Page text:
7. Article: Adverse effects of systemic glucocorticosteroid therapy in infants with hemangiomas. Cited in 69 publications.
  8. Article: Atopic dermatitis in children in the United States, 1997-2004: Visit trends, patient and provider characteristics, and prescribing patterns. Cited in 59 publications.
  9. Article: Low Levels of Tissue Inhibitors of Metalloproteinases With a High Matrix Metalloproteinase-9/Tissue Inhibitor of Metalloproteinase-1 Ratio Are Present in Tracheal Aspirate Fluids of Infants Who Develop Chronic Lung Disease. Cited in 56 publications.
  10. Article: Abanses JC, Dowd MD, Simon SD, et al. Impact of rapid influenza testing at triage on management of febrile infants and young children. Cited in 55 publications.
  11. Article: Factors Influencing Infant Visits to Emergency Departments. Cited in 52 publications.
  12. Article: Normal urinary calcium/creatinine ratios in African-American and Caucasian children. Cited in 44 publications.
  13. Article: A breast-feeding assessment score to evaluate the risk for cessation of breast-feeding by 7-10 days of age. Cited in 42 publications.
  14. Article: Quality of Care for Common Pediatric Respiratory Illnesses in United States Emergency Departments: Analysis of 2005 National Hospital Ambulatory Medical Care Survey Data. Cited in 42 publications.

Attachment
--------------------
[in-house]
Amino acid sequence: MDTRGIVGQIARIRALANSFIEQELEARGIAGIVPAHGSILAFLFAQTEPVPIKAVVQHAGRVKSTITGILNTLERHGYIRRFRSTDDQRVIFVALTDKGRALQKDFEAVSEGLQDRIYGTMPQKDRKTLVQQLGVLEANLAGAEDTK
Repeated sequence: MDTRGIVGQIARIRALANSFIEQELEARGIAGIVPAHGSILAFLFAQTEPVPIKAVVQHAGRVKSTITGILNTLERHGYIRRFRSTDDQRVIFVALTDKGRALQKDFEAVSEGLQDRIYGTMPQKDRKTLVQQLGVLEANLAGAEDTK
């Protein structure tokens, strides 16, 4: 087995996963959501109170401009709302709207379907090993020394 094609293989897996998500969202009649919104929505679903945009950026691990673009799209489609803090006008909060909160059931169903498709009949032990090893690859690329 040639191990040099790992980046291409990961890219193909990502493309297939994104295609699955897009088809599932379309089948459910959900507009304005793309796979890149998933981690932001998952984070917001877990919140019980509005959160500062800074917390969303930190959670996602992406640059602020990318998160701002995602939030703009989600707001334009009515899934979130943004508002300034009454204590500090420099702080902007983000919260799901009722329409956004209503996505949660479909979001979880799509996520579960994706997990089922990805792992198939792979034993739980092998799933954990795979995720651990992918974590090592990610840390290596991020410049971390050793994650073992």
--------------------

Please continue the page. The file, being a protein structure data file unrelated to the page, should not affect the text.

15. Article: X chromosome gene expression in human tissues: Male and female comparisons. Cited in 41 publications.
  16. Article: Timing of follow-up voiding cystourethrogram in children with primary vesicoureteral reflux: Development and application of a clinical algorithm. Cited in 41 publications.
  17. Article: Semen analysis of military personnel associated with military duty assignments. Cited in 32 publications.
  18. Article: Longitudinal study of semen quality of unexposed workers. I. Study overview. Cited in 32 publications.
  19. Article: Tracking Trichophyton tonsurans through a large urban child care center: Defining infection prevalence and transmission patterns by molecular strain typing. Cited in 28 publications.
  20. Article: Transitioning Preterm Infants With Nasogastric Tube Supplementation: Increased Likelihood of Breastfeeding. Cited in 28 publications.